It is a somewhat unexpected conclusion. After all, you would think that the more people are paid, the harder they will work, and the better they will do their jobs—until they reach the limits of their skills. That notion tends to hold true when the stakes are low, says Vikram Chib, a postdoctoral scholar at Caltech and lead author on a paper published in the May 10 issue of the journal Neuron. Previous research, however, has shown that if you pay people too much, their performance actually declines.

Some experts have attributed this decline to too much motivation: they think that, faced with the prospect of earning an extra chunk of cash, you might get so excited that you will fail to do the task properly. But now, after looking at brain-scan data of volunteers performing a specific motor task, the Caltech team says that what actually happens is that you become worried about losing your potential prize. The researchers also found that the more someone is afraid of loss, the worse they perform.

May 14, 2012 Posted by | Psychology | , , , | Leave a comment

Odds of Quitting Smoking May Be Clear on Scans

Odds of Quitting Smoking May Be Clear on Scans

Activity in front part of brain can predict behavior, researchers say

HealthDay news image

From the January 31, 2011 Health Day news item by Robert Preidt

MONDAY, Jan. 31 (HealthDay News) — Brain scans can predict a smoker’s chances of being able to quit, according to a new study.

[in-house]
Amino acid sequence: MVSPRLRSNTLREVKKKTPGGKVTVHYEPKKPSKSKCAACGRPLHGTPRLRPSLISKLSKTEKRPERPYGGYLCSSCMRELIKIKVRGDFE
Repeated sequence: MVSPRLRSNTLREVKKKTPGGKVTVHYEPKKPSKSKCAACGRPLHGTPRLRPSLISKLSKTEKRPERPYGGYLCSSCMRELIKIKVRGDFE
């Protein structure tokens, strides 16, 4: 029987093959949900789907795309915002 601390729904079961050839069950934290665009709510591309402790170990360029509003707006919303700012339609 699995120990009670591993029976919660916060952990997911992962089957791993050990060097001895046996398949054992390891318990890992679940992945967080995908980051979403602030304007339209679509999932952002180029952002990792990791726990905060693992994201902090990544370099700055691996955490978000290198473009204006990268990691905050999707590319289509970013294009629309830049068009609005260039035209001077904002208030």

It included 28 heavy smokers recruited from a smoking cessation program. Functional MRI was used to monitor the participants’ brain activity as they watched television ads meant to help people quit smoking.

The researchers contacted the participants one month later and found that they were smoking an average of five cigarettes a day, compared with an average of 21 a day at the start of the study.

But there was considerable variation in how successful individual participants were in reducing their smoking. The researchers found that a reaction in an area of the brain, called the medial prefrontal cortex, while watching the quit-smoking ads was linked to reductions in smoking during the month after the brain scan.

Previous research by the same team suggested that activity in the prefrontal cortex is predictive of behavior change.

In the new study, published in the current issue of Health Psychology,** “we targeted smokers who were already taking action to quit, and we found that neural activity can predict behavior change, above and beyond people’s own assessment of how likely they are to succeed,” study author Emily Falk, director of the Communication Neuroscience Laboratory at the University of Michigan Institute for Social Research and Department of Communication Studies, said in a university news release.

“These results bring us one step closer to the ability to use functional magnetic resonance imaging to select the messages that are most likely to affect behavior change both at the individual and population levels,” Falk said. “It seems that our brain activity may provide information that introspection does not.”

SOURCE: University of Michigan Institute for Social Research, news release, Jan. 31, 2011

** For suggestions on how to get this article for free or at low cost, click here

 

 

February 2, 2011 Posted by | Consumer Health, Medical and Health Research News, Public Health | , , , , , , | Leave a comment